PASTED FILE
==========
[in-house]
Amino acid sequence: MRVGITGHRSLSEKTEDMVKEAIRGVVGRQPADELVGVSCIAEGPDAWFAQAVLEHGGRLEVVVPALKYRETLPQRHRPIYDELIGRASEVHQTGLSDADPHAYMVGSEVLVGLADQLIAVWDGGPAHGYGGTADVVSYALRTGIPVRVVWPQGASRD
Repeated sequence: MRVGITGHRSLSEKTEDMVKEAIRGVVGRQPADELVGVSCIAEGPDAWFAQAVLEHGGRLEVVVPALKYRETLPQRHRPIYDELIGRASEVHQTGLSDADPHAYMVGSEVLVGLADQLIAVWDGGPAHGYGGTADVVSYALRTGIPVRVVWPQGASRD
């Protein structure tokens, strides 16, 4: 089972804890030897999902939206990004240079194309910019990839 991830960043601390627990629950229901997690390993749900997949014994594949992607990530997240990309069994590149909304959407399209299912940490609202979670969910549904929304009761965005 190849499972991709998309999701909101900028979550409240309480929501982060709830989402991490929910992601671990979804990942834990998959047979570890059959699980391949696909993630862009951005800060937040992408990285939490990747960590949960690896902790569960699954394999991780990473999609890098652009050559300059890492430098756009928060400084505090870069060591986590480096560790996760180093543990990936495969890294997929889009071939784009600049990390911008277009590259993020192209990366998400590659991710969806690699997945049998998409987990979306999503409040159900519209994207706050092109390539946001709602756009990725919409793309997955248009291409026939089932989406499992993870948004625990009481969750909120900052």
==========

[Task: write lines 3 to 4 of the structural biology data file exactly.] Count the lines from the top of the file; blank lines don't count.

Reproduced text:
Repeated sequence: MRVGITGHRSLSEKTEDMVKEAIRGVVGRQPADELVGVSCIAEGPDAWFAQAVLEHGGRLEVVVPALKYRETLPQRHRPIYDELIGRASEVHQTGLSDADPHAYMVGSEVLVGLADQLIAVWDGGPAHGYGGTADVVSYALRTGIPVRVVWPQGASRD
């Protein structure tokens, strides 16, 4: 089972804890030897999902939206990004240079194309910019990839 991830960043601390627990629950229901997690390993749900997949014994594949992607990530997240990309069994590149909304959407399209299912940490609202979670969910549904929304009761965005 190849499972991709998309999701909101900028979550409240309480929501982060709830989402991490929910992601671990979804990942834990998959047979570890059959699980391949696909993630862009951005800060937040992408990285939490990747960590949960690896902790569960699954394999991780990473999609890098652009050559300059890492430098756009928060400084505090870069060591986590480096560790996760180093543990990936495969890294997929889009071939784009600049990390911008277009590259993020192209990366998400590659991710969806690699997945049998998409987990979306999503409040159900519209994207706050092109390539946001709602756009990725919409793309997955248009291409026939089932989406499992993870948004625990009481969750909120900052």